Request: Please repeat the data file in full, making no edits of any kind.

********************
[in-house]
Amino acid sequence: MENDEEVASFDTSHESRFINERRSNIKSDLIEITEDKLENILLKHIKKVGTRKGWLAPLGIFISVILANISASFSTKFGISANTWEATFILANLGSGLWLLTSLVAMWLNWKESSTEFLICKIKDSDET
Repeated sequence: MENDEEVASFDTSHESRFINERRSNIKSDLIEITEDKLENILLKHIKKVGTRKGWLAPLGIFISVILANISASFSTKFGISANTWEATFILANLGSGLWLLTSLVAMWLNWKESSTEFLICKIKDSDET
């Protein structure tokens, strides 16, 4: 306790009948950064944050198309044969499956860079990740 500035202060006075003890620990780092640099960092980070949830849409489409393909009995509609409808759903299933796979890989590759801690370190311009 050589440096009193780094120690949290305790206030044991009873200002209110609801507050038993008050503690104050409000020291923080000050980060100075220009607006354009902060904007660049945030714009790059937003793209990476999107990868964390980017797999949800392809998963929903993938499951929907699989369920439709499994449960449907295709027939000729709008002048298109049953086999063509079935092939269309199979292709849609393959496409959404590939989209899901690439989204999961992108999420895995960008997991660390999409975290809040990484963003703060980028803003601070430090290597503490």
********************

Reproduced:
[in-house]
Amino acid sequence: MENDEEVASFDTSHESRFINERRSNIKSDLIEITEDKLENILLKHIKKVGTRKGWLAPLGIFISVILANISASFSTKFGISANTWEATFILANLGSGLWLLTSLVAMWLNWKESSTEFLICKIKDSDET
Repeated sequence: MENDEEVASFDTSHESRFINERRSNIKSDLIEITEDKLENILLKHIKKVGTRKGWLAPLGIFISVILANISASFSTKFGISANTWEATFILANLGSGLWLLTSLVAMWLNWKESSTEFLICKIKDSDET
């Protein structure tokens, strides 16, 4: 306790009948950064944050198309044969499956860079990740 500035202060006075003890620990780092640099960092980070949830849409489409393909009995509609409808759903299933796979890989590759801690370190311009 050589440096009193780094120690949290305790206030044991009873200002209110609801507050038993008050503690104050409000020291923080000050980060100075220009607006354009902060904007660049945030714009790059937003793209990476999107990868964390980017797999949800392809998963929903993938499951929907699989369920439709499994449960449907295709027939000729709008002048298109049953086999063509079935092939269309199979292709849609393959496409959404590939989209899901690439989204999961992108999420895995960008997991660390999409975290809040990484963003703060980028803003601070430090290597503490």